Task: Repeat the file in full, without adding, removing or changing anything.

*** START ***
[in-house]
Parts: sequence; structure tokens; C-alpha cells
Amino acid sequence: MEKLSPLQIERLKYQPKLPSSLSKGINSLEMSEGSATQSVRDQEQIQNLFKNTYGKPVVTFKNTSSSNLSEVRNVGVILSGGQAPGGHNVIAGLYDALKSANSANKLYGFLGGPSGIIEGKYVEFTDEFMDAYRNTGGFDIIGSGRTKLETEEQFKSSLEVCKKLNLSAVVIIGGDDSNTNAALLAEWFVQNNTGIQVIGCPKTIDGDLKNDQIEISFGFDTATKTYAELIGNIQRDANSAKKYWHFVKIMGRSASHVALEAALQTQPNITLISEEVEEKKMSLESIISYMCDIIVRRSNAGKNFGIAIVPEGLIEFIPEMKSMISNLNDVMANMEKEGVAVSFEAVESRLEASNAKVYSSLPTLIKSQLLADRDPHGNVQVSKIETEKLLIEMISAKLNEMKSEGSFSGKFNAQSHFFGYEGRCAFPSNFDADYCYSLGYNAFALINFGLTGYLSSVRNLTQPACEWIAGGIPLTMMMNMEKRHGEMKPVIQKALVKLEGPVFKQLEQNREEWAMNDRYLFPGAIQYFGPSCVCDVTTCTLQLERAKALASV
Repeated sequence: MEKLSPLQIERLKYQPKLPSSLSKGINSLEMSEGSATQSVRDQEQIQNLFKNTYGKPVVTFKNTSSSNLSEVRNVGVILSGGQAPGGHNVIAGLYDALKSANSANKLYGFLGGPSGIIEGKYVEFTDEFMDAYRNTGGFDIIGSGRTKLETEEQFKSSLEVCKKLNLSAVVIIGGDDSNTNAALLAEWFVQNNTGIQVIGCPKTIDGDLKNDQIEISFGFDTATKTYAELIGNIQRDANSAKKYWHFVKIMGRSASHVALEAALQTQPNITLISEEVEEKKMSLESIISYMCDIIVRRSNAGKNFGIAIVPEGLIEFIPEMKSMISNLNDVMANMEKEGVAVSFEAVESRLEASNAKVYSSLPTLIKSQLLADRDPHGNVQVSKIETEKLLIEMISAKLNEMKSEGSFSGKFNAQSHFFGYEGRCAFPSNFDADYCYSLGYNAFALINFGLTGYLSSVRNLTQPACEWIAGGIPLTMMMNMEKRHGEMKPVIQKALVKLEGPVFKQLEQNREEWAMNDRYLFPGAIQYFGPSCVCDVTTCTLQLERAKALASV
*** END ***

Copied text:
[in-house]
Parts: sequence; structure tokens; C-alpha cells
Amino acid sequence: MEKLSPLQIERLKYQPKLPSSLSKGINSLEMSEGSATQSVRDQEQIQNLFKNTYGKPVVTFKNTSSSNLSEVRNVGVILSGGQAPGGHNVIAGLYDALKSANSANKLYGFLGGPSGIIEGKYVEFTDEFMDAYRNTGGFDIIGSGRTKLETEEQFKSSLEVCKKLNLSAVVIIGGDDSNTNAALLAEWFVQNNTGIQVIGCPKTIDGDLKNDQIEISFGFDTATKTYAELIGNIQRDANSAKKYWHFVKIMGRSASHVALEAALQTQPNITLISEEVEEKKMSLESIISYMCDIIVRRSNAGKNFGIAIVPEGLIEFIPEMKSMISNLNDVMANMEKEGVAVSFEAVESRLEASNAKVYSSLPTLIKSQLLADRDPHGNVQVSKIETEKLLIEMISAKLNEMKSEGSFSGKFNAQSHFFGYEGRCAFPSNFDADYCYSLGYNAFALINFGLTGYLSSVRNLTQPACEWIAGGIPLTMMMNMEKRHGEMKPVIQKALVKLEGPVFKQLEQNREEWAMNDRYLFPGAIQYFGPSCVCDVTTCTLQLERAKALASV
Repeated sequence: MEKLSPLQIERLKYQPKLPSSLSKGINSLEMSEGSATQSVRDQEQIQNLFKNTYGKPVVTFKNTSSSNLSEVRNVGVILSGGQAPGGHNVIAGLYDALKSANSANKLYGFLGGPSGIIEGKYVEFTDEFMDAYRNTGGFDIIGSGRTKLETEEQFKSSLEVCKKLNLSAVVIIGGDDSNTNAALLAEWFVQNNTGIQVIGCPKTIDGDLKNDQIEISFGFDTATKTYAELIGNIQRDANSAKKYWHFVKIMGRSASHVALEAALQTQPNITLISEEVEEKKMSLESIISYMCDIIVRRSNAGKNFGIAIVPEGLIEFIPEMKSMISNLNDVMANMEKEGVAVSFEAVESRLEASNAKVYSSLPTLIKSQLLADRDPHGNVQVSKIETEKLLIEMISAKLNEMKSEGSFSGKFNAQSHFFGYEGRCAFPSNFDADYCYSLGYNAFALINFGLTGYLSSVRNLTQPACEWIAGGIPLTMMMNMEKRHGEMKPVIQKALVKLEGPVFKQLEQNREEWAMNDRYLFPGAIQYFGPSCVCDVTTCTLQLERAKALASV